Occurring either naturally within the plant, or upon “ decarboxylation ” (heating the plant material), these acids are non-enzymatically decarboxylated into their corresponding neutral forms (THC and CBD). THCA is non-psychoactive (meaning it does not produce mind and body altering effects). If you want to achieve the full psychoactive effects of your butters, fats, oils, sugars or alcohols, decarboxylating the plant material to convert the THCA to THC prior to infusion is essential. Control of heating temperatures and times is critical when cooking with cannabis. At about 70% decarboxylation, THC is converted to CBN at a faster rate than the THCA is converted to THC.
Higher CBN levels will produce more sedative effects. Studies show cannabidiol (CBD) has tremendous medical potential, especially in the treatment of seizure disorders and pediatric patients. Indications also suggest CBD lowers blood sugar, which makes it desirable for treating diabetes. Its sedative properties make it useful in the treatment of stress-related and sleep disorders. Unlike THCA and THC, converting CBDA to CBD will not make a psychoactive product. This makes it ideal for treating children, the aged or patients that prefer less psychoactive effects. THC vaporizes quicker than CBD, so decarboxylating higher CBD varieties may produce higher CBD-enriched material.
However, if you are not using a high CBD strain, extending the heating process may accomplish no more than burning off the THC. There is much debate and opinion on this process and very little scientific evidence to establish the best method. The only real way to prove the safety, consistency and potency of your cannabis products is to have them lab tested. Forewarning: There will be a very strong odor of cannabis during this process. Line an oven-safe dish (or a rimmed baking sheet) with parchment paper. Breaking up cannabis buds into smaller pieces by hand, place the material in the dish close together but not stacked on one another (the less unused space the better). When oven is pre-heated, bake for about 20 minutes to remove the moisture (depending on the freshness of the material). Watch for the plant color to get darker (a light to medium brown shade). When it is time to remove from the oven, the material should be crumbly looking. Set plant material aside and wait until it is cool enough to handle. Turn oven up to 240° F / 115° C and wait for it to preheat again. When the cannabis is cooled, lightly crumble by hand and distribute evenly over the bottom of the dish. Cover dish with aluminum foil, crimping the edges tight to seal and return to the oven. Continue baking for another 45-60 minutes for higher THC and 60-90 minutes for higher CBD. Remove from oven and allow to cool fully before removing the foil. Depending on the material you use, it may be fine enough and require no further processing. If not, you can place the material in a food processor or blender, pulsing the cannabis until it is coarsely ground. Be careful not to over grind the material, as you do not want a super fine powder. Place in an airtight container (glass preferred) and store in a cool, dry place. How to Make Homemade Cannabis Oil (or CBD Oil) Are you interested in making your own cannabis-infused oil? Making homemade cannabis oil is a great way to create a highly healing, concentrated, and versatile cannabis product. It is ready to use in edible recipes, topical salves, or even enjoy straight on its own. Especially if you use organic homegrown cannabis like we do, this is an excellent way to use up any extra or “fluffy” stuff too. It also happens to be very easy to make cannabis oil at home!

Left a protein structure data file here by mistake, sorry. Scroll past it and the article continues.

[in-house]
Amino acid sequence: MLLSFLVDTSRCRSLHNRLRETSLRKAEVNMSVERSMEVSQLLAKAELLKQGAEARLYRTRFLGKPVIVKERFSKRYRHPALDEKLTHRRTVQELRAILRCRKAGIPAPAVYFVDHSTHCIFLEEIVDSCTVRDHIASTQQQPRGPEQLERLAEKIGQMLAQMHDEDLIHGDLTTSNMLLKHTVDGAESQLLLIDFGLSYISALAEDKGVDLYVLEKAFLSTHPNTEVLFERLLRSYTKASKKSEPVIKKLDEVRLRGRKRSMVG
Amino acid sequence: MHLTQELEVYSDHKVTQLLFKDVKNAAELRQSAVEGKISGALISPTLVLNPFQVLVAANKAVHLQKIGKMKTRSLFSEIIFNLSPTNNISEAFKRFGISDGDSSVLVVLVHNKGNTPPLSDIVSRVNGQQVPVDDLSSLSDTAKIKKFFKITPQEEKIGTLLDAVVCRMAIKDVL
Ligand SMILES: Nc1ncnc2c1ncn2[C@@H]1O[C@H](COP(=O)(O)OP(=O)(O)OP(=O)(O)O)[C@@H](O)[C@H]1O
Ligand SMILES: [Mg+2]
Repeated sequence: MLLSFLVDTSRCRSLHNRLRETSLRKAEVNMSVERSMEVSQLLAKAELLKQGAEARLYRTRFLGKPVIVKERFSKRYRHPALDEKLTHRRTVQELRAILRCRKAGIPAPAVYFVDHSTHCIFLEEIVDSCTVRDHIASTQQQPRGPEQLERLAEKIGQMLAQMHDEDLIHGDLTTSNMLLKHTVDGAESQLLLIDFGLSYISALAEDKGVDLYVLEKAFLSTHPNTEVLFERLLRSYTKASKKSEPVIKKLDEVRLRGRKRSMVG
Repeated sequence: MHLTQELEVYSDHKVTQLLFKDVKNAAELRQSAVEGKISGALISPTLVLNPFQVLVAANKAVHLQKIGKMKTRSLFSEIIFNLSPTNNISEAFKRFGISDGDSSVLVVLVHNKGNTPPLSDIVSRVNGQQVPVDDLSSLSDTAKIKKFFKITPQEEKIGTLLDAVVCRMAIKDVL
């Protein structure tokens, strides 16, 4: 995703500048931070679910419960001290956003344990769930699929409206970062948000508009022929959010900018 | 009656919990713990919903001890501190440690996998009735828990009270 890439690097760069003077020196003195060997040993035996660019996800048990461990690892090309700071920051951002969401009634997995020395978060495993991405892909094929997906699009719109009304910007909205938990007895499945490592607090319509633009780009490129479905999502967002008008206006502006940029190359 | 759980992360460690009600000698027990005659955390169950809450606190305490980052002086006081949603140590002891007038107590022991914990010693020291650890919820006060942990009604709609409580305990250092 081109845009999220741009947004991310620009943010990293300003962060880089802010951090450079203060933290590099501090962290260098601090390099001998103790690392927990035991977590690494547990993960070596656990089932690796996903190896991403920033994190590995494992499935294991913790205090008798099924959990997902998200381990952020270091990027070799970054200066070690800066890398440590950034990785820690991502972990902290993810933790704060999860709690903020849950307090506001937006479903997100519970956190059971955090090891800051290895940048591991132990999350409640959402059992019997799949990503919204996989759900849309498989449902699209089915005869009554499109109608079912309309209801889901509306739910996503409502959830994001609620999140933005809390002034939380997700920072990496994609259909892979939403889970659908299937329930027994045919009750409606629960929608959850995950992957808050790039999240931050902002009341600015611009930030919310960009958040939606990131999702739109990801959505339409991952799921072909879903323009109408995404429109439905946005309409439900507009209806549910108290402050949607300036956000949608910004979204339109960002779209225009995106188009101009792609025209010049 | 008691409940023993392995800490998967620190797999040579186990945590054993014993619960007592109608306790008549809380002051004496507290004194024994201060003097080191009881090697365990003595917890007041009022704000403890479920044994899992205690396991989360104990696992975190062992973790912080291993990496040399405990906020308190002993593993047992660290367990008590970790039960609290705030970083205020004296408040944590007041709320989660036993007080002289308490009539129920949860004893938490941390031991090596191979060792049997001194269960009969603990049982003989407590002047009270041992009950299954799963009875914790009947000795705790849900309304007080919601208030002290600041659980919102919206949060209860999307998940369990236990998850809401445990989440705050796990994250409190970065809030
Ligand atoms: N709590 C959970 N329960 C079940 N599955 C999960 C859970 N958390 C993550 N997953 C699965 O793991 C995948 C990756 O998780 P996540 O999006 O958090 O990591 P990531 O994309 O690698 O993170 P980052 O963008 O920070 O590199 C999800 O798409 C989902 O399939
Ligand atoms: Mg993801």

Follow along with these step-by-step instructions to learn how to make homemade cannabis oil. We’ll also briefly discuss the science behind cannabis oil, and what types of cannabis to use to make oil. Finally, we’ll go over various ways to use homemade cannabis oil, including some notes about caution and dosing with edibles. Cannabis oil is made by lightly heating (and thus infusing) cannabis in a “carrier oil”. Cannabinoids like CBD and THC, the most active components in cannabis, are both hydrophobic . That means they don’t like water, and are actually repelled by water molecules.
On the flip side, CBD and THC are both fat-soluble . They like to bind with fatty acid molecules – such as those found in oil. When cannabis is steeped in oil, the THC and CBD molecules leave the buds or plant material and become one with the oil instead.